Tuesday, 17 February 2015

Wintery wanderings

Its been a very busy couple of months, with no NaturalistBlonde HQ to return to when it all just gets too much. As such the posts have been a bit thin on the ground (read non-existant). To catch you up, here's a round up of the last couple of months since I bid farewell to Nettlecombe and started winding my way back North...

December was spent in the midlands, and the only time I made it out of the house for a bit of birding was my birthday. Matt and I headed to the Cromford canal in the hope of the ever elusive hawfinches.

Despite a nice clear start and very few people around, the birds eluded me again. Fortunately there were and abundance of thrushes, little grebes and other bits and pieces for me to practice on, all too busy foraging in the intermittent rain to pay any attention to me and my camera.


In January I moved back to the island and threw myself into re-reading my thesis in preparation for my viva.

I did manage to get a little birding in on my occasional walks to stretch my legs and keep my sanity. This winter seems to have brought good numbers of ducks, but a very poor showing of waders. The bad weather had driven many species to be quite bold whilst foraging, and goldcrest have been very busy all around the island.

On the 19th I had the viva. The copious amounts of snow were making most of the roads impassable, so I decided to leave the island two days in advance and stay with friends outside Glasgow, alternately walking/sledging in the snow and panicking over my upcoming examination. When the 19th dawned we found the car frozen solid, and the first hour was spent trying to get the inch of ice off the windscreen.

When I finally got to Glasgow I hovered for an hour trying to concentrate on any part of the past three years, before finally being ushered into the meeting room. It was a bizarre experience of abject terror combined with total enjoyment. Like a roller-coaster with a prize at the end. Emerging shell shocked after 3 hours, I stumbled through prosecco and cake with the department followed by a nice catch-up with Andy, before retreating back to the island for more alcohol and my own bed (catching a glimpse of the barn owl as I drove past the station).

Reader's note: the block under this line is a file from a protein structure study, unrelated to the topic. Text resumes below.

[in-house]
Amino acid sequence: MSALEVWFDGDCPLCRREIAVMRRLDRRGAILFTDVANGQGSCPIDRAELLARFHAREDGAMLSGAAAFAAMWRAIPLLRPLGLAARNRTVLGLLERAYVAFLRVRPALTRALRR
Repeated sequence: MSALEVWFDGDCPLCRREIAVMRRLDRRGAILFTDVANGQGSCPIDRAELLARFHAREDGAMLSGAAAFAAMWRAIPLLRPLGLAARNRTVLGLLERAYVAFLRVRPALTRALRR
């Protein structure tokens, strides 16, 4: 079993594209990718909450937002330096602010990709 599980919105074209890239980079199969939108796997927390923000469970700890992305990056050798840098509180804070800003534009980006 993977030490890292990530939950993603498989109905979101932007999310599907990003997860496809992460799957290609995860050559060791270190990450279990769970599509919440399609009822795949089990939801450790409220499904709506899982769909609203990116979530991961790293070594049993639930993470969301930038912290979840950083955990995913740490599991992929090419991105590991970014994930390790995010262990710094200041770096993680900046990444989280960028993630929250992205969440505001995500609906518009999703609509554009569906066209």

Two days after my viva I was off to Wales for my Hill and Moorland Leader training at FSC Rhy-y-Creuau. I met up with half of the trainees for 2 days walking in the Snowdonia NP (and realised how massively unfit I am after a year sat on my behind!). The remaining snow provided the most evidence of wildlife while we were out - with raven, stoat and fox prints evident - but generally a poor showing wildlife wise.

View toward Siabod

In the last of the manic work related travels for the month I traveled out to what I've been referring to as the "second home in the hills". Two weeks were spent in high ropes training. and teaching a nice snowy rivers day with the first intrepid group of the year. The highlights of the week were GS woodpecker, green woodpecker, tawny owl, red squirrels, and plenty of evidence of pine marten (poop and paw prints mainly).

Second Home

Brerechan field site - winter edition

Squirrel feeder does exactly what it says on the tin


Signs of spring were everywhere, with birds singing and squabbling over territory, all of which put me in mind of a range of trips and targets for the summer. In addition to this year's corncrake and capercaille quests, I'm planning for trips to photograph golden eagle, osprey, crested tit, and crossbill - taggers on welcome!

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